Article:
Children come first- in Sweden and around the world

Today we are in New York, attending the 25th anniversary celebrations of the United Nations Convention on the Rights of the Child. A quarter of a century has passed since the UN General Assembly adopted the Convention on the Rights of the Child (CRC). Since then, almost every country in the world has signed the CRC and it has become the most widely ratified human rights treaty in history.

Our new cooperation Government declared in the Statement of Government Policy that we want to make the United Nations Convention on the Rights of the Child law in Sweden. The rights and living conditions of children in Sweden must satisfy the requirements of the CRC and other international agreements. We are not there yet. While Swedish legislation is generally adequate, much still needs to be done to guarantee the rights enshrined in the Convention.

The new cooperation Government has therefore begun the detailed work to incorporate the CRC into Swedish law. The Convention will thereby act as a safety net for the decisions and activities affecting children. Work is already under way and we are very hopeful that there will be broad collaboration between many positive forces. Most of the parliamentary parties are very interested in being involved in the work and engagement among civil society actors is strong. It goes without saying that the work will also require the voice of children to be heard.

Children’s rights are high on the agenda of the new cooperation Government. We intend to protect children’s rights at local, national and global level. As children cannot choose their parents, we have a shared responsibility for all children. This gives children’s rights issues a moral dimension that is far stronger than for many other issues.

This is why the Government’s Budget Bill contains investments to improve conditions for the most vulnerable children. We are raising maintenance support for single parents with children, the standard for income support for parents with children between 7 and 18 years of age, and the basic level of parental insurance. Medicines for children will also be free of charge. No parent should need to choose between buying food or buying medicine.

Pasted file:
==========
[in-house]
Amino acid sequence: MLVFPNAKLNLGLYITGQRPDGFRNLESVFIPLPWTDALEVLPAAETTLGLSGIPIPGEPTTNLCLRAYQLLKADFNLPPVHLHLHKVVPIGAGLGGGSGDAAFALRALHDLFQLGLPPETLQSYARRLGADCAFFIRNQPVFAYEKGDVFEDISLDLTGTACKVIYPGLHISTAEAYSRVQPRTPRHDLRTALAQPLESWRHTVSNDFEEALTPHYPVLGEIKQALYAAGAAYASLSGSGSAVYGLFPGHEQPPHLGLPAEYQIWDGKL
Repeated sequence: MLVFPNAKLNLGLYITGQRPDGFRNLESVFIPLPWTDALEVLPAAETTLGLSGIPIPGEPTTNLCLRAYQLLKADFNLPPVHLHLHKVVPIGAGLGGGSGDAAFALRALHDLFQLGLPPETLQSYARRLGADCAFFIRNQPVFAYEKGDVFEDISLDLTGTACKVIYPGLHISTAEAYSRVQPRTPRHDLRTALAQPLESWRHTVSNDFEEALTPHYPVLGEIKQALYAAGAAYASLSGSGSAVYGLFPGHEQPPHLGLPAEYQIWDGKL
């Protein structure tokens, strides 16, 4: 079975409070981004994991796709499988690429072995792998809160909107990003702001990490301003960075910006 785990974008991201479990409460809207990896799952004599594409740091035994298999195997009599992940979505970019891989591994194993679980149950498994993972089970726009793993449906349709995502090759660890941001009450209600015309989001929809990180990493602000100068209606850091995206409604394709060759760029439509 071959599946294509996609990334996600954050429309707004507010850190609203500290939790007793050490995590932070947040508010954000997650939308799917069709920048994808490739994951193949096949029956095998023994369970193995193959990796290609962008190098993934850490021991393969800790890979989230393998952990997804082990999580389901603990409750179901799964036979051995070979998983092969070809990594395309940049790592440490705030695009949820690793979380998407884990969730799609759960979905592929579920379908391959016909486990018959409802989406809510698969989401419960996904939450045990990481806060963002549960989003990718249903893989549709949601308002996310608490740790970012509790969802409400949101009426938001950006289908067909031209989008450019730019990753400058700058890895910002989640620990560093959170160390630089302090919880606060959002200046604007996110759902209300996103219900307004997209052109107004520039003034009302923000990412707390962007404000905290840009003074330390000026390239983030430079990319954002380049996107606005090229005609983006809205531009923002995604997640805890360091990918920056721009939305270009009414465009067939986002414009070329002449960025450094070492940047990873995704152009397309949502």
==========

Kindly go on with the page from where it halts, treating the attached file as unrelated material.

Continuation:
To give every child a better childhood, we are investing heavily in preschools and schools. We are investing in more staff and smaller groups in preschools. In schools we are investing in smaller primary school classes, more special needs teachers and remedial teachers, and more resources for the schools with the greatest needs.

Children are also a priority on Sweden’s international agenda. Our country is one of the largest core donors to the United Nations Children’s Fund (UNICEF) and reducing child mortality is an important priority in our development assistance. In the context of the negotiations on the new global sustainable development goals, the post-2015 development agenda, Sweden is pushing to ensure it will contain a child and young people’s perspective.

Olof Palme once said: “As I see it, the only tangible link that we really have with the future is our children. Because it is through them that we see the future take shape. This is where our shared responsibility for the children in our society comes from. It’s not a matter of my children and your children, but our children – all children. And that’s why children have to come first.”

If we look at children’s rights through his eyes, we can see that it is not just about having a duty here and now to ensure that all children have a good upbringing. It is also about securing our common future.


Stefan Löfven, Prime Minister
Åsa Regnér, Minister for Children, the Elderly and Gender Equality